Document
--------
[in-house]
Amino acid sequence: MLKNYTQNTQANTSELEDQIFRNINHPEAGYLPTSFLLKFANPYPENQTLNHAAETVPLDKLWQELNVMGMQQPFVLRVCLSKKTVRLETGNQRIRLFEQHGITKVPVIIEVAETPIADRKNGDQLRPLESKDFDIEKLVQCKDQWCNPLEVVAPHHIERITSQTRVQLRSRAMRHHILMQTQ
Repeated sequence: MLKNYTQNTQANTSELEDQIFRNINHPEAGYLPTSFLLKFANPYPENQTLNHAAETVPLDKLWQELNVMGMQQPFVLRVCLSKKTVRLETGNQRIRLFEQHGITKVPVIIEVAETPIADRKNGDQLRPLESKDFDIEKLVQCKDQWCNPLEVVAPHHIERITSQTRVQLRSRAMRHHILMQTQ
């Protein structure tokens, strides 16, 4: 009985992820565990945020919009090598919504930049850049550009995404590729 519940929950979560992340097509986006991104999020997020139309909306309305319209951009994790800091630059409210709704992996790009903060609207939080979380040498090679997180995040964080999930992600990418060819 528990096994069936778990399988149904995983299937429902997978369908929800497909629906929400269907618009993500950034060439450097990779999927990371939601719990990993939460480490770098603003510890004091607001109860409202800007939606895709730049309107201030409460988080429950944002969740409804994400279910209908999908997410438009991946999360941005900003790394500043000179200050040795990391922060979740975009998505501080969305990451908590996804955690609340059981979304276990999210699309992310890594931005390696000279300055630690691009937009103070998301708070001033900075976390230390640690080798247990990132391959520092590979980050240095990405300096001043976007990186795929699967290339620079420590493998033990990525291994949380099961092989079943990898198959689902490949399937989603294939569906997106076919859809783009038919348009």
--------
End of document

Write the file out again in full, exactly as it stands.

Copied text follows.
[in-house]
Amino acid sequence: MLKNYTQNTQANTSELEDQIFRNINHPEAGYLPTSFLLKFANPYPENQTLNHAAETVPLDKLWQELNVMGMQQPFVLRVCLSKKTVRLETGNQRIRLFEQHGITKVPVIIEVAETPIADRKNGDQLRPLESKDFDIEKLVQCKDQWCNPLEVVAPHHIERITSQTRVQLRSRAMRHHILMQTQ
Repeated sequence: MLKNYTQNTQANTSELEDQIFRNINHPEAGYLPTSFLLKFANPYPENQTLNHAAETVPLDKLWQELNVMGMQQPFVLRVCLSKKTVRLETGNQRIRLFEQHGITKVPVIIEVAETPIADRKNGDQLRPLESKDFDIEKLVQCKDQWCNPLEVVAPHHIERITSQTRVQLRSRAMRHHILMQTQ
């Protein structure tokens, strides 16, 4: 009985992820565990945020919009090598919504930049850049550009995404590729 519940929950979560992340097509986006991104999020997020139309909306309305319209951009994790800091630059409210709704992996790009903060609207939080979380040498090679997180995040964080999930992600990418060819 528990096994069936778990399988149904995983299937429902997978369908929800497909629906929400269907618009993500950034060439450097990779999927990371939601719990990993939460480490770098603003510890004091607001109860409202800007939606895709730049309107201030409460988080429950944002969740409804994400279910209908999908997410438009991946999360941005900003790394500043000179200050040795990391922060979740975009998505501080969305990451908590996804955690609340059981979304276990999210699309992310890594931005390696000279300055630690691009937009103070998301708070001033900075976390230390640690080798247990990132391959520092590979980050240095990405300096001043976007990186795929699967290339620079420590493998033990990525291994949380099961092989079943990898198959689902490949399937989603294939569906997106076919859809783009038919348009």